GLOBAL- Institutional investors confidence in global equity market plummeted to its lowest level since 1999 as they continue to be “sceptical” about the risk outlook, according to this month’s State Street Investor Confidence Index.

The June edition revealed confidence among investors fell to 85.5 points, the lowest level since January and October 1999. The index is an economic indicator for asset owners, investment managers and central banks.

Michael Metcalfe, senior strategist at State Street, said low levels of equity market volatility, credit and emerging market bond spreads might have suggested “a degree of market complacency” to the approaching Federal Open Market Committee meeting on interest rates.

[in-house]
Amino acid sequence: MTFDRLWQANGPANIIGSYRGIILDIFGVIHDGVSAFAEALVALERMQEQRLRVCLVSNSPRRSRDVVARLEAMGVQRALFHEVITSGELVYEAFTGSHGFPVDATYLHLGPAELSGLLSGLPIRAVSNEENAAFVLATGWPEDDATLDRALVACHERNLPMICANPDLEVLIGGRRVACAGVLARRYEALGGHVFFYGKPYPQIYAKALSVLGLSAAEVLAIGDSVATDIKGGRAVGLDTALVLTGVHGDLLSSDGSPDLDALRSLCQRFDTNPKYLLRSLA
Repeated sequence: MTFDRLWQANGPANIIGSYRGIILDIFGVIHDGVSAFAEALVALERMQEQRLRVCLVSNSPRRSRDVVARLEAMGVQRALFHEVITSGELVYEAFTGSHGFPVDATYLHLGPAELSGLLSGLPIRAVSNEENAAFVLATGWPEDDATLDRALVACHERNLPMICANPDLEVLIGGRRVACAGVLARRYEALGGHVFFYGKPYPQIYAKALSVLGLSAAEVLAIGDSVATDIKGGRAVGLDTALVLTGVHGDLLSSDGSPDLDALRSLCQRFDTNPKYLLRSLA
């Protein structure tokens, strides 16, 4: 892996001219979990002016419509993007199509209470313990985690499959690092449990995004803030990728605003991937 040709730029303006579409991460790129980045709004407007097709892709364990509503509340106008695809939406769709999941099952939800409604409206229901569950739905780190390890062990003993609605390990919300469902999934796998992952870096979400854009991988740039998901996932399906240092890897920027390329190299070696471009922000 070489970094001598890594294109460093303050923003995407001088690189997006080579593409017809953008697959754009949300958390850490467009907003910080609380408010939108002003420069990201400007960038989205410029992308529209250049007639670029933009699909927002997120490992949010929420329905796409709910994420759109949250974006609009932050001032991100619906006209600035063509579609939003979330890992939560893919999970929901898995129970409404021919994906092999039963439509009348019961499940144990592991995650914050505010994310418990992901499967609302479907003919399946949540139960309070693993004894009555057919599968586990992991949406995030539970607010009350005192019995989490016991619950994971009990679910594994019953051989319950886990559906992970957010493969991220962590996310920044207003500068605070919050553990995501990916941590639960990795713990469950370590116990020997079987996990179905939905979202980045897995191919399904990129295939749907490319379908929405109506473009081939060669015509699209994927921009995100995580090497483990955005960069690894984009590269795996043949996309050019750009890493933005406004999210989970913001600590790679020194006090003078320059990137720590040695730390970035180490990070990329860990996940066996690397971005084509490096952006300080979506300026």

“Financial market prices are not always a good guide to the sentiment of institutional investors and that appears to be particularly true this month,” he said. Metcalfe also attributed the fall in confidence to Alan Greenspan’s warning that the central bank would act rapidly if inflation moved above forecast.

Professor Ken Froot of Harvard University, who together with Paul O’Connell of State Street Associates developed the model, said: “Investors continue to adjust downwardly the risk of their portfolios in the face of prospective monetary tightening.”

O’Connell added the most recently collected data indicated institutions in the majority of markets were selling risky assets.

The State Street Investor Confidence Index is released by State Street Associates, the five-year-old research unit of State Street Global Markets.